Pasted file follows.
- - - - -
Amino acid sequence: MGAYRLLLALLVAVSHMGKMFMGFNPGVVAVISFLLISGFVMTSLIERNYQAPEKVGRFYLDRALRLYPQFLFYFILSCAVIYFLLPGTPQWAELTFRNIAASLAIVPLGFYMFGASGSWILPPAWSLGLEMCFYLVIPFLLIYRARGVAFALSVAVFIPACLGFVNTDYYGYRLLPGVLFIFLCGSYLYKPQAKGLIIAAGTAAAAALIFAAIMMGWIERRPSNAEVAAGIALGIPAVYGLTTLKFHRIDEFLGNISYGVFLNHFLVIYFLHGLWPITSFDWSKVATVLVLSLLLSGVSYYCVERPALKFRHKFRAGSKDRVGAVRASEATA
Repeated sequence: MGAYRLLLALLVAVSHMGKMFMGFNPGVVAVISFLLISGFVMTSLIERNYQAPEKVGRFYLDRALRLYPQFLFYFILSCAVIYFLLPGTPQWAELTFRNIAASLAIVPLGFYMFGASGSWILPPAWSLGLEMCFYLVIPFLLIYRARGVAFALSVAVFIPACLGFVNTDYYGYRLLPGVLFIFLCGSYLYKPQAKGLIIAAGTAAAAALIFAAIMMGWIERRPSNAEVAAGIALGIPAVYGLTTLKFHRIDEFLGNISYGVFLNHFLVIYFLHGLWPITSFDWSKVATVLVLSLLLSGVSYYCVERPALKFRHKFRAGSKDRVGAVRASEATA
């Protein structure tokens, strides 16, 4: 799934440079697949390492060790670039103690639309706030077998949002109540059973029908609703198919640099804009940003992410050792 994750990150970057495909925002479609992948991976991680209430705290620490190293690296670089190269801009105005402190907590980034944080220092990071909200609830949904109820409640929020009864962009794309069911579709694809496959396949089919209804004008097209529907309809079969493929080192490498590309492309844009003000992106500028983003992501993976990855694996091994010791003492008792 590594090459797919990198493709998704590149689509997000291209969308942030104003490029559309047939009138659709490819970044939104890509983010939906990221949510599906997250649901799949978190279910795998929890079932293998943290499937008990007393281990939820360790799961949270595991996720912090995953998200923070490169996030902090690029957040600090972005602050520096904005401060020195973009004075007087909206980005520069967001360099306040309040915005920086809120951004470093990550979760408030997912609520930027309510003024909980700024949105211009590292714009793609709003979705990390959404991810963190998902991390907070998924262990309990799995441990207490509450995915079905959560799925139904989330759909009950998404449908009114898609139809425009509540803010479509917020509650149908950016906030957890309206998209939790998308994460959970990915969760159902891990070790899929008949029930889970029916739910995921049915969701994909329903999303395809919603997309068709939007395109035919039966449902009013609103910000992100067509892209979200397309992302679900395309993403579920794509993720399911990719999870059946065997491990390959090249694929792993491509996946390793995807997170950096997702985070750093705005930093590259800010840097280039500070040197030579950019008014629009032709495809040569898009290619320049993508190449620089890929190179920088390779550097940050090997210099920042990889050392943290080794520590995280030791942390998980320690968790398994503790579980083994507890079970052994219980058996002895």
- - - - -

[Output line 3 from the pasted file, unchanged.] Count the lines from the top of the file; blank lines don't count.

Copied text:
């Protein structure tokens, strides 16, 4: 799934440079697949390492060790670039103690639309706030077998949002109540059973029908609703198919640099804009940003992410050792 994750990150970057495909925002479609992948991976991680209430705290620490190293690296670089190269801009105005402190907590980034944080220092990071909200609830949904109820409640929020009864962009794309069911579709694809496959396949089919209804004008097209529907309809079969493929080192490498590309492309844009003000992106500028983003992501993976990855694996091994010791003492008792 590594090459797919990198493709998704590149689509997000291209969308942030104003490029559309047939009138659709490819970044939104890509983010939906990221949510599906997250649901799949978190279910795998929890079932293998943290499937008990007393281990939820360790799961949270595991996720912090995953998200923070490169996030902090690029957040600090972005602050520096904005401060020195973009004075007087909206980005520069967001360099306040309040915005920086809120951004470093990550979760408030997912609520930027309510003024909980700024949105211009590292714009793609709003979705990390959404991810963190998902991390907070998924262990309990799995441990207490509450995915079905959560799925139904989330759909009950998404449908009114898609139809425009509540803010479509917020509650149908950016906030957890309206998209939790998308994460959970990915969760159902891990070790899929008949029930889970029916739910995921049915969701994909329903999303395809919603997309068709939007395109035919039966449902009013609103910000992100067509892209979200397309992302679900395309993403579920794509993720399911990719999870059946065997491990390959090249694929792993491509996946390793995807997170950096997702985070750093705005930093590259800010840097280039500070040197030579950019008014629009032709495809040569898009290619320049993508190449620089890929190179920088390779550097940050090997210099920042990889050392943290080794520590995280030791942390998980320690968790398994503790579980083994507890079970052994219980058996002895």